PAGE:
South Carolina Supreme Court Hears Poker’s Case

PPA attorneys argue personal freedom, private residence AND skill

by , Oct 19, 2010 | 2:49 pm

The PPA speaks out on the South Carolina Supreme Court’s game-of-skill hearing, where they helped provide legal counsel for the five players contesting their misdemeanor illegal gambling convictions.

This case has nothing to do with casinos or video poker.  This case is about the freedom of adults to play a game of skill, like poker, in their own home and that is it.

– John Pappas, Poker Players Alliance

Fair enough. But it does stand to set precedent and interpretation that other states will at least look at upon (finally) recognizing their own old gambling laws may not really work in today’s day and age.

Sure, we all know that poker is a game of skill and therefore Truth is on poker’s side here, but that may not be the deciding factor when all is said and done. Likewise, the private residence argument could ring a bit hollow because we all know the difference between a self-dealt home game and a for-profit poker room.

But regardless, clarity in and of itself could be a worthy end-result, no? Is it legal to host a weekly sit-n-go and take a “rake” for pizza and beer? What about to pay for nice tables and utilities? Professional dealer maybe? Would it make a difference if you operated as a non-profit? And If an undercover cop wins the bad-beat jackpot, do they have make-up in their backing deal with taxpayers?

Obviously, the South Carolina Supreme Court won’t be making such scenario-specific determinations. However … assuming they don’t just kick it back like Kentucky and Washington did (saying essentially, “eh, not our call”) … this court is being asked to decide, ultimately, just how far the government’s reach extends when dealing with a game of skill played for money … and that’s a question powerful people are wrangling with in different jurisdictions all around the world.

If you haven’t already, help Pokerati determine where poker falls on the spectrum of luck vs. skill here, and read below for the PPA’s official take on today’s important poker activity in South Carolina:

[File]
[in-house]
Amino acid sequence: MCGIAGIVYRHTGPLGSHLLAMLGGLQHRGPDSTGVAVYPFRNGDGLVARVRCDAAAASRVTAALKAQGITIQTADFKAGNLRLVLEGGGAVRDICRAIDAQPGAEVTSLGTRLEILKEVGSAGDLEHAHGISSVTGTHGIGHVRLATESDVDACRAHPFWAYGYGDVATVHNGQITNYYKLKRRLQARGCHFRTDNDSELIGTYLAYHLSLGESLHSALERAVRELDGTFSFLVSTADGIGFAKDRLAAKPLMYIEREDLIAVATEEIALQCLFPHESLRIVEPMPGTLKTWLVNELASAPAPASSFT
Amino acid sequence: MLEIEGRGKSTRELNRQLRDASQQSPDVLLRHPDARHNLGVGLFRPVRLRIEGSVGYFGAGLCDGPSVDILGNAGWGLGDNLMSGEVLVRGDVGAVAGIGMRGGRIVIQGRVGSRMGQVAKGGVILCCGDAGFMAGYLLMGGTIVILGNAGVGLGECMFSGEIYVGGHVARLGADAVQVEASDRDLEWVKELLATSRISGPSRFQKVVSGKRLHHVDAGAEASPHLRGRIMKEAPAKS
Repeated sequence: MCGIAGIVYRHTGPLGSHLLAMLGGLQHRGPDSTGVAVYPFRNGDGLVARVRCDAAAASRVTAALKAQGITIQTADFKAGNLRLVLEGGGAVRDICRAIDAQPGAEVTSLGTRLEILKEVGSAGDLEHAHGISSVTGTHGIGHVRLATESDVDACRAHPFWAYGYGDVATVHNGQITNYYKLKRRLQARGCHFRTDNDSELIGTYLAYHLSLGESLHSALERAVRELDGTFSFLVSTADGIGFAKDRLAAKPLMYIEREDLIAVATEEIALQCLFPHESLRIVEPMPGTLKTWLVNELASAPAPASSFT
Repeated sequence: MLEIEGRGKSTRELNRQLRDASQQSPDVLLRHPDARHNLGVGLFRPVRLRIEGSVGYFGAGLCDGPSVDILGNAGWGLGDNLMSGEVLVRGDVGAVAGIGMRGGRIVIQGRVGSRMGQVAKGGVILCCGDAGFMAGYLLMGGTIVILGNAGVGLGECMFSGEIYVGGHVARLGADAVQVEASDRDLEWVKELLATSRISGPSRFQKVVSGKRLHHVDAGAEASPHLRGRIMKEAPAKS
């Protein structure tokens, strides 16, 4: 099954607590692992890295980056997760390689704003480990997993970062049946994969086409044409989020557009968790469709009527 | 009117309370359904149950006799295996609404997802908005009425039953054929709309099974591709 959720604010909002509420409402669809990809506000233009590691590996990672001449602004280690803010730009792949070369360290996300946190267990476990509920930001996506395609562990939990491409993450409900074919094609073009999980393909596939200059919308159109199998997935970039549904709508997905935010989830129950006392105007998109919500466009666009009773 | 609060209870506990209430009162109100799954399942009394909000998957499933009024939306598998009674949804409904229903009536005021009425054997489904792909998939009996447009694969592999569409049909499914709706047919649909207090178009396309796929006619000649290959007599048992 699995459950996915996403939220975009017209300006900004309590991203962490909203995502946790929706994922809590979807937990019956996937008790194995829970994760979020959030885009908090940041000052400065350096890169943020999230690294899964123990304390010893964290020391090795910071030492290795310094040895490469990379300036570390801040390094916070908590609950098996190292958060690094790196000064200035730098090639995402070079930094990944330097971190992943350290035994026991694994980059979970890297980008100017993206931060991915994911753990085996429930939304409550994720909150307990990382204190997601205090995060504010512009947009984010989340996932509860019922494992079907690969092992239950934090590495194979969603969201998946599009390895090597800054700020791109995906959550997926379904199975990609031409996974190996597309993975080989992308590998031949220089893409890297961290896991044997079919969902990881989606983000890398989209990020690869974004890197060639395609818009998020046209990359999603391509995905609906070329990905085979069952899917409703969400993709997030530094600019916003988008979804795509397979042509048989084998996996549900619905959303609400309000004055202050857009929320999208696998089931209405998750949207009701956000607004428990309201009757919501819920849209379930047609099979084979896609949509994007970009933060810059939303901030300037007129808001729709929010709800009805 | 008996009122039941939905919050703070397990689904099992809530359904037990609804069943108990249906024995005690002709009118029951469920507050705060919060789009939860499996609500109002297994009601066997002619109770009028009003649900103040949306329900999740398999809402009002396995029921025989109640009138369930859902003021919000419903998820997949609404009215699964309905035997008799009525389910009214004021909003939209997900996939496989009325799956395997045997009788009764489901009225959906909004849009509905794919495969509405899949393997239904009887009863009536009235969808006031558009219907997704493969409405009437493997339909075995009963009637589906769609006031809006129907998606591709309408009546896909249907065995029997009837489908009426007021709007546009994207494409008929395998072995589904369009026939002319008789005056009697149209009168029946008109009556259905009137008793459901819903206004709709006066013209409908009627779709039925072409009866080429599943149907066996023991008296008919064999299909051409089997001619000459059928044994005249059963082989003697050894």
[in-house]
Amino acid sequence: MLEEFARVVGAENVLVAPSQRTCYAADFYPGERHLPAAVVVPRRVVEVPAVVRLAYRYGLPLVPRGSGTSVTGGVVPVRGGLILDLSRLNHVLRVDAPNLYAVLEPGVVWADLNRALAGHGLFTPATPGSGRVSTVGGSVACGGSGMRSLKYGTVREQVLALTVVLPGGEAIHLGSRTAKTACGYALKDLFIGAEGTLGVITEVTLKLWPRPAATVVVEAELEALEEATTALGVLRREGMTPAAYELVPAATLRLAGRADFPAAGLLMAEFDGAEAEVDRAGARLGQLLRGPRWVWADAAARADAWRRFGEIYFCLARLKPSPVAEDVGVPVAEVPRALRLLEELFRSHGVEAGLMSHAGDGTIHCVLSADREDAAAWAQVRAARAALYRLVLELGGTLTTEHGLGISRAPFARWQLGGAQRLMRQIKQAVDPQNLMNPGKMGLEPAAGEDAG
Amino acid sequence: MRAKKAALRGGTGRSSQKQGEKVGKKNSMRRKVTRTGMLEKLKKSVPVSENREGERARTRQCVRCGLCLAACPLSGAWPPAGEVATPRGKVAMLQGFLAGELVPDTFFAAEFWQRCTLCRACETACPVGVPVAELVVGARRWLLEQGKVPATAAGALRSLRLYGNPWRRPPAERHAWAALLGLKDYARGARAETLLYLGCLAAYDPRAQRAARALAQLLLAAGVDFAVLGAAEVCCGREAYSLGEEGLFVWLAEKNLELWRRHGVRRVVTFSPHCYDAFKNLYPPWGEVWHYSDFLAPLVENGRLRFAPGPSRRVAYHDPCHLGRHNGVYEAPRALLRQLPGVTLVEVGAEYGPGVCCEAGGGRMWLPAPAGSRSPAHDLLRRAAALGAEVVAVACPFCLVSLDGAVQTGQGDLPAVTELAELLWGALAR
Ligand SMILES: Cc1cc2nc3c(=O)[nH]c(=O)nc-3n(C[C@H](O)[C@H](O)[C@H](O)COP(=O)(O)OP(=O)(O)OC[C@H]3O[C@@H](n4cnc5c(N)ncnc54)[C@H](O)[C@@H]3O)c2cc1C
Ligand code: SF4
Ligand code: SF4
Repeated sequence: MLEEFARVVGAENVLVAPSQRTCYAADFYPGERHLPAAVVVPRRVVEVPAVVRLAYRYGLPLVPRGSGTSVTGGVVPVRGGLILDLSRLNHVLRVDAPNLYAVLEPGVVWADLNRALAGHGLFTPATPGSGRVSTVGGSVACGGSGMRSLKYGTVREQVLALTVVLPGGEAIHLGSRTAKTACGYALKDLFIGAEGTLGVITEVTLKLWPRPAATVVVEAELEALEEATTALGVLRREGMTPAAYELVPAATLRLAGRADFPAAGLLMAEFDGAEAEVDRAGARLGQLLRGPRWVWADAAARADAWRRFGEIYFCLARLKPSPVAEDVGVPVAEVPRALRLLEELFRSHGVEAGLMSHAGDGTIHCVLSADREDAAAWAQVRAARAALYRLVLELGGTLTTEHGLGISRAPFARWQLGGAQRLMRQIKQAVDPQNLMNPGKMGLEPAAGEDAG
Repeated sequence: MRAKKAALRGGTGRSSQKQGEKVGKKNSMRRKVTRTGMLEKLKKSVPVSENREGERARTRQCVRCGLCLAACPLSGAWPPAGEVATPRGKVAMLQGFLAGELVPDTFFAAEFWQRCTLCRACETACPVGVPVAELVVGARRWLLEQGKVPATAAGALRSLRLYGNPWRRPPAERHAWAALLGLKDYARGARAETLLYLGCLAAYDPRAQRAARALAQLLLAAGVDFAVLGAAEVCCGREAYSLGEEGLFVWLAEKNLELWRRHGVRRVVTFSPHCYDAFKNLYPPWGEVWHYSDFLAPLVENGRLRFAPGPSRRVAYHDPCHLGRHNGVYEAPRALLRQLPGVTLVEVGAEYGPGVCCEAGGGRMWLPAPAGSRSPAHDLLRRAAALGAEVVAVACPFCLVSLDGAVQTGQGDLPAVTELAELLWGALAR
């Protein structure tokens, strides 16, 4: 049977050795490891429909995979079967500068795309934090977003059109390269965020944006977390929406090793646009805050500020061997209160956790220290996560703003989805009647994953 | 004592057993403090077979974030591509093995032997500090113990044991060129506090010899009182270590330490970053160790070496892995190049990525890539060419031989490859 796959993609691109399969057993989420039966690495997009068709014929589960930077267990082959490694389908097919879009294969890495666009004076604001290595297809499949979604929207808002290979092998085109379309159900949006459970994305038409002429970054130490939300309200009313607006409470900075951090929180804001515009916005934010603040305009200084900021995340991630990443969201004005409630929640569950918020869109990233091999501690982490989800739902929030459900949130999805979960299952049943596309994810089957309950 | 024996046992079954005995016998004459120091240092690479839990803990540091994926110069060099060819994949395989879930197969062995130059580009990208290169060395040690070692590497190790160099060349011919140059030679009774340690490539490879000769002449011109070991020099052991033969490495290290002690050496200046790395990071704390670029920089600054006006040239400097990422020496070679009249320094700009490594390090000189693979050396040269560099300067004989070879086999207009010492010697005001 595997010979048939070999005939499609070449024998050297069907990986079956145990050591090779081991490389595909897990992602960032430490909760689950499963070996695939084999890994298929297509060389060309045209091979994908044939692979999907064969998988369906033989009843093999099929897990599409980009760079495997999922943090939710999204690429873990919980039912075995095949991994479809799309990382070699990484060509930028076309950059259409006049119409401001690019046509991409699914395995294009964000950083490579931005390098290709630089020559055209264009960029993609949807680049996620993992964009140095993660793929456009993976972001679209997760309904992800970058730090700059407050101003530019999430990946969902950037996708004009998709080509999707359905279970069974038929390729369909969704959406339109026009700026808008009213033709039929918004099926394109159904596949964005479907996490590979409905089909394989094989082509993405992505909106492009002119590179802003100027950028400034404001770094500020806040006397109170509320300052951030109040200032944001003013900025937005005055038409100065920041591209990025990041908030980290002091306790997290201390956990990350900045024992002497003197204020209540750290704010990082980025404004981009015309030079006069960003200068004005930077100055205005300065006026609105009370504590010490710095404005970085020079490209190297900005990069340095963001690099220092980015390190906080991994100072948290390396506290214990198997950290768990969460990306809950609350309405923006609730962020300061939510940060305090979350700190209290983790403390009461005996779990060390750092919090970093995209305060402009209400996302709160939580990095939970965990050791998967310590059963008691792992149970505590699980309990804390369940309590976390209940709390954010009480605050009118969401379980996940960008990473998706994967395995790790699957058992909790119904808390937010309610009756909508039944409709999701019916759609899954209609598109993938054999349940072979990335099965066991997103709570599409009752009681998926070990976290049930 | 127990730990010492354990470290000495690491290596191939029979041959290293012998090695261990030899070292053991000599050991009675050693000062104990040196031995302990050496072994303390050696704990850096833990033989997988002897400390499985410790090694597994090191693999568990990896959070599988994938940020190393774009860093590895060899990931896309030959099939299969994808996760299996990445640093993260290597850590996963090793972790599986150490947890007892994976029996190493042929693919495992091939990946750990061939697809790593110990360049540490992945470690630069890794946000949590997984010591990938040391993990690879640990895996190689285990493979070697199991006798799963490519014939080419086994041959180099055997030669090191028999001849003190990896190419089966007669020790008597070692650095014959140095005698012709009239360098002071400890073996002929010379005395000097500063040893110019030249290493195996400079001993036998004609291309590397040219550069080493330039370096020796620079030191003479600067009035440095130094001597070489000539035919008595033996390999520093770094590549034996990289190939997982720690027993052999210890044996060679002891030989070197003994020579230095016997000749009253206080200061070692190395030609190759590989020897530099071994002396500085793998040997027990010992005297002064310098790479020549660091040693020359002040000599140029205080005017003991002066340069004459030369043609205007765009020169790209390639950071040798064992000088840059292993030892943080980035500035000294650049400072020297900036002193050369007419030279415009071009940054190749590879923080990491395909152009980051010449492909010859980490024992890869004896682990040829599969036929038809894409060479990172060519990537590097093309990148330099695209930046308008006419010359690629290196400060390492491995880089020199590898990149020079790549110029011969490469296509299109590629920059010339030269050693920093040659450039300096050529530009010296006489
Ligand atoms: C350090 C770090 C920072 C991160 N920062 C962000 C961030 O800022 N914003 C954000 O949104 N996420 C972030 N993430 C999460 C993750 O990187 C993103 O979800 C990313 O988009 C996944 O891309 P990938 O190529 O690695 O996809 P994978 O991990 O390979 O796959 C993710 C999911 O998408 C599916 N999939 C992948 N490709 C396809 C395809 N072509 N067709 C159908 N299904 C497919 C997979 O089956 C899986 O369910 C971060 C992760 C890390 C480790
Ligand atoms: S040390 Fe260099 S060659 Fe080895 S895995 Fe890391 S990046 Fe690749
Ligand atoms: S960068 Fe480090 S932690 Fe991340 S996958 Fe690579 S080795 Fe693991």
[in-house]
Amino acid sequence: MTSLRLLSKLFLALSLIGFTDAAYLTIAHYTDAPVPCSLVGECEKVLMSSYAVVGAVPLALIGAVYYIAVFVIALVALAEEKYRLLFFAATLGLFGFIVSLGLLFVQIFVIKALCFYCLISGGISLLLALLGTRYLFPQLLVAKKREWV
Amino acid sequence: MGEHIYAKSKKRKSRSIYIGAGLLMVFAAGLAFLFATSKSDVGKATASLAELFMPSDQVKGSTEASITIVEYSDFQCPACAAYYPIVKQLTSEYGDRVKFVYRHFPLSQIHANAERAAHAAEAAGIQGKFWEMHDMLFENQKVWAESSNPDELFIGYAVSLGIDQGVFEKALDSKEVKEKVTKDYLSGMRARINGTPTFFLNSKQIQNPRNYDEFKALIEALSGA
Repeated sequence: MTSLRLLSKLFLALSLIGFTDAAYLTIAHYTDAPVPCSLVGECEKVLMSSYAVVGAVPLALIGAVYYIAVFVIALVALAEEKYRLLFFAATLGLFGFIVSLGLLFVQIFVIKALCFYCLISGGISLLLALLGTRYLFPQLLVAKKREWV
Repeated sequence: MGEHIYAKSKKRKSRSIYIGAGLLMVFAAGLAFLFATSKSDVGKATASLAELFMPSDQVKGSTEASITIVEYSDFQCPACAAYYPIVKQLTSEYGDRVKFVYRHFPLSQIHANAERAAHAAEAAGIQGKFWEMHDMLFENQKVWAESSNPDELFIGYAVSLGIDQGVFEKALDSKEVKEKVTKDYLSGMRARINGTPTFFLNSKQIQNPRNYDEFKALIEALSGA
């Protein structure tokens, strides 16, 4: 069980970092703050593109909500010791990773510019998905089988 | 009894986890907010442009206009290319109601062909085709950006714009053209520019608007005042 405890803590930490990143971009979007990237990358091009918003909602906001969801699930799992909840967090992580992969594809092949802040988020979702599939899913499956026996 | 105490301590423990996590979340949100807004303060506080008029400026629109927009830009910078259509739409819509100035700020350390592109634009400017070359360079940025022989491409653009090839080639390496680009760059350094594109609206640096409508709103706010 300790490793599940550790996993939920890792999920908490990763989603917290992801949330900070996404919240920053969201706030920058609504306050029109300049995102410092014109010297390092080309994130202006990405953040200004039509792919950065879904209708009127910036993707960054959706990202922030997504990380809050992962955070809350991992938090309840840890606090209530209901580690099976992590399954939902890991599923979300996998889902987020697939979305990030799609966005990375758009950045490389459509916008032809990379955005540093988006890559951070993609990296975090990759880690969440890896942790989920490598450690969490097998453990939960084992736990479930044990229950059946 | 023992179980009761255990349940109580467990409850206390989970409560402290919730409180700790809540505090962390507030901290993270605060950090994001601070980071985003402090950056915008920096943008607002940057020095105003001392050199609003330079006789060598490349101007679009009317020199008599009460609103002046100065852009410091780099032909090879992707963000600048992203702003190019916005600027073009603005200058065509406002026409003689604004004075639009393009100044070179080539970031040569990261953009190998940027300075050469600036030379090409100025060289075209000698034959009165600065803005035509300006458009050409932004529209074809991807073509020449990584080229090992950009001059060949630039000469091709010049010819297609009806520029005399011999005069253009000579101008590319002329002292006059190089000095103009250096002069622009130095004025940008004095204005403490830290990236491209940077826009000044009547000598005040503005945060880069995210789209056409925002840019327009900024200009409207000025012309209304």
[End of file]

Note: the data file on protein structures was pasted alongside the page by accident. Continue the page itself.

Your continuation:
South Carolina Supreme Court Hears Poker Case

Washington, DC (October 19, 2010) – In oral arguments presented today before the South Carolina Supreme Court, lawyers for the Poker Players Alliance (PPA) adeptly debunked the supposition that the private residence in which a game of Texas Hold ‘Em was played was a “house of gaming,” while continuing to reinforce, as South Carolina lower courts agreed, that Texas Hold ‘Em is a game based predominantly on skill and therefore does not constitute gambling under state statute.  The PPA, the leading poker grassroots advocacy group with more than one million members nationwide and more than 10,000 in South Carolina, has been involved in this case since five South Carolina men were arrested for playing Texas Hold ‘Em in a private residence.

“This is an important case for the rights of individuals in the state of South Carolina.  It is ludicrous that in my state playing poker in the privacy of one’s home would be considered a crime.  The state’s antiquated laws have created significant ambiguity and we look forward to the Supreme Court providing much needed clarity that ensures South Carolina residents can enjoy a game of Texas Hold ‘Em without fear of violating the law,” said John Ridgeway, SC State Director of the PPA.

In 2008, five individuals were convicted of illegal gambling for playing Texas Hold ‘Em in a private residence. The trial court found that poker is a game of skill and therefore not illegal, but left it to a higher court to decide if state gambling laws were overly vague as they could be used to convict anyone playing poker in their home.  In addition to holding that the law was overly broad and vague, the higher court embraced the use of the predominance test, citing the “overwhelming” evidence that skill dominates chance. The South Carolina Attorney General, however, appealed this ruling on the law’s vagueness, taking it to the State Supreme Court today.